Ta’zieh is a form of condolence and mourning drama among Shiite Muslims mostly about the tragic story of Imam Hussein’s and his 72 companions’ slaughter in the battle of Karbala, Iraq in 680 C.E. It is usually held each year in the month of Muharram, the first month of the Muslim calendar).
The event dates back to the time during which the people of Kufa, Iraq felt like they can no longer tolerate the cruelty and unjust ruling of caliph Yazid I during the Umayyad dynasty (661–750 CE). They asked Imam Hossein, the grandson of the prophet Muhammad and the rightful ruler of the Islamic lands, to fight for the power in Kufa. They claimed to support Imam in a battle against Yazid so as to overrule him and choose Imam Hossein as the next Caliph.
Moslem Ibn Aghil as the Imam’s envoy departed to Kufa to inform people of the Imam’s decision to attack Kufa, and to prepare people for supporting the army. Yazid who was informed of the imminent attack captured Moslem before he could reach the city and murdered him and his two small children.
Unaware of what happened to Moslem, Imam Hossein marched toward Kufa in 680 A.E. but was surrounded by the Yazid’s army on the plains of Karbala. As the siege continued and Imam Hossein and his 72 followers kept fighting, the Caliph ordered his army to prevent Imam Hussein’s army from accessing the water. On the 10th day of Muharram, in a dreadful battle Imam Hossein, all his followers, and most of his family members including two infant sons were brutally murdered.
What happened to Imam Hossein and his friends and family was so tragic such that centuries after his death, people still lament and mourn for his martyrdom. The only surviving member of Imam Hossein’s family was one of his sons Zain al-Abedin, who due to his bedridden could not take part in the battle. He was Imam Hossein’s son from his Persian noble wife Shahrbano, the daughter of Yazdgerd the third; therefore, from Imam Zain al-Abedin onwards all the Shiite Imams are considered to have Persian ancestors.
Ta’zieh established in the late 17th century in Iran can be viewed as a political and religious act.
Iranian eagerness for a Persian identity was manifested first in the form of the resisting groups like the one led by Babak Khoramdin, and then by the religious sects. People did all they could to oppose the Caliph who was the representative of the Arab invaders. Iranians openly accepted Islam because, among other reasons, it promised equality and justice, but the Caliphs’ rulings had nothing to do with the massage of Islam. Having the same ideology by the ancestors as of the Imams and the need to oppose the Sunni caliph led to the popularity of Shiite religion in Iran. Given that Iranians considered the Prophets’ descendants the rightful rulers of Islamic countries and furthermore, were furious with cruel Caliphs, they supported the Imams. One of the ways to flaunt this opposition and at the same time to support Imams was Ta’zieh, a ritual to commemorate the life and death of these divine characters.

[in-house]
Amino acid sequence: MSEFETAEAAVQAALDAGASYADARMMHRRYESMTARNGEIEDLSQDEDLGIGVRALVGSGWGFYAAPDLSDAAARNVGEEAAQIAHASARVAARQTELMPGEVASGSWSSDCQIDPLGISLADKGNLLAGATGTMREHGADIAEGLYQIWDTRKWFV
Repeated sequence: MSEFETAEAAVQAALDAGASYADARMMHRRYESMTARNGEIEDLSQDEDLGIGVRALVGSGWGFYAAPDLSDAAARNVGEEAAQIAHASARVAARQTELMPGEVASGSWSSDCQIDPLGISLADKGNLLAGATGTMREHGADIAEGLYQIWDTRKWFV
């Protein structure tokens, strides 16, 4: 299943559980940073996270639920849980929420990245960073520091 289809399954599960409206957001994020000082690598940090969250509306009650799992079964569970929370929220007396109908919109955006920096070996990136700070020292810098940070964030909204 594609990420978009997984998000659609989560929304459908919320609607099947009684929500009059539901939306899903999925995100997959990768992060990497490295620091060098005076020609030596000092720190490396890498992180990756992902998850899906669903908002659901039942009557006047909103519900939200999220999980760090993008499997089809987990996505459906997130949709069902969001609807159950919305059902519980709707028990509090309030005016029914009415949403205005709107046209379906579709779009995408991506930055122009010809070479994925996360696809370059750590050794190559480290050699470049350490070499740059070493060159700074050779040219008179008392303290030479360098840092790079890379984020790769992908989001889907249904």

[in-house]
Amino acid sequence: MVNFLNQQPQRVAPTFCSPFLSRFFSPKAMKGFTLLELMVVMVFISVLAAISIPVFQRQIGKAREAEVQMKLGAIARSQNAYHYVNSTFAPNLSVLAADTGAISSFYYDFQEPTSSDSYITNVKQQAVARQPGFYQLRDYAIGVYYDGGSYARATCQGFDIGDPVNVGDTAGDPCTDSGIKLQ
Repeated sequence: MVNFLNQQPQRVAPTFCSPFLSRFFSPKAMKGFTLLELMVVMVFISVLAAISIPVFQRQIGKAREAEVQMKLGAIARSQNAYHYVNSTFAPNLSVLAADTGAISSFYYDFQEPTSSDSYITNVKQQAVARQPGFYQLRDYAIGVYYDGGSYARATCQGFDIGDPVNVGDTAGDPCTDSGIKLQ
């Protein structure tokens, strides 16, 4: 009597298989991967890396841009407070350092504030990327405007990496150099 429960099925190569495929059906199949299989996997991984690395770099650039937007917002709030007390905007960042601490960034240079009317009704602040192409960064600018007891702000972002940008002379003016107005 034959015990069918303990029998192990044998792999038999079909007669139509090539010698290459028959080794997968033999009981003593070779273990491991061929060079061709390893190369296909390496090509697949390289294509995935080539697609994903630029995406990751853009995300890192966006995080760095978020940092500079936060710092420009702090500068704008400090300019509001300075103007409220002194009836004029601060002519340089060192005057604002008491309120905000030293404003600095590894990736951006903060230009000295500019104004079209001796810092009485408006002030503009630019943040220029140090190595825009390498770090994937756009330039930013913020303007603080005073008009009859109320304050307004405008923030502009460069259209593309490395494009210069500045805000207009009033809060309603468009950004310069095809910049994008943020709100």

Ta’zieh has been first established with small groups moving from one city to another while chanting funeral dirges and hitting their chest as a sign of infinite sadness.
The chanting group was later replaced with solo performances by one or two singers while accompanied by the group of mourners. The two singers narrate the mythical stories that happened on the 10th day of Muharram in Karbala and the martyrdom of Imam Hossein. However, the third-person narration of the event was gradually turned into a first-person one by a couple of singers who performed the role of the martyrs of Karbala’s event in front of spectators.
These singers act separately during the performance telling the tales of their life and death. In fact, in this stage of Ta’zieh, the characters were not involved with each other and acted individually but finally, the idea of creating a dialogue between the characters came to true. In this stage, although the characters talked with each other in different sections of the performance, it had not had the form of a drama.
During the Safavid era (1501-1736 C.E), the last step was taken to complete this street mourning theatre to make Ta’zieh like how it is played today: a drama based on the historical events with characters actively involved with each other and a narrator who interferes the story and sings dirges on the death of each divine character. Ta’zieh drama was inscribed in 2010 on the UNESCO Representative List of the Intangible Cultural Heritage of Humanity.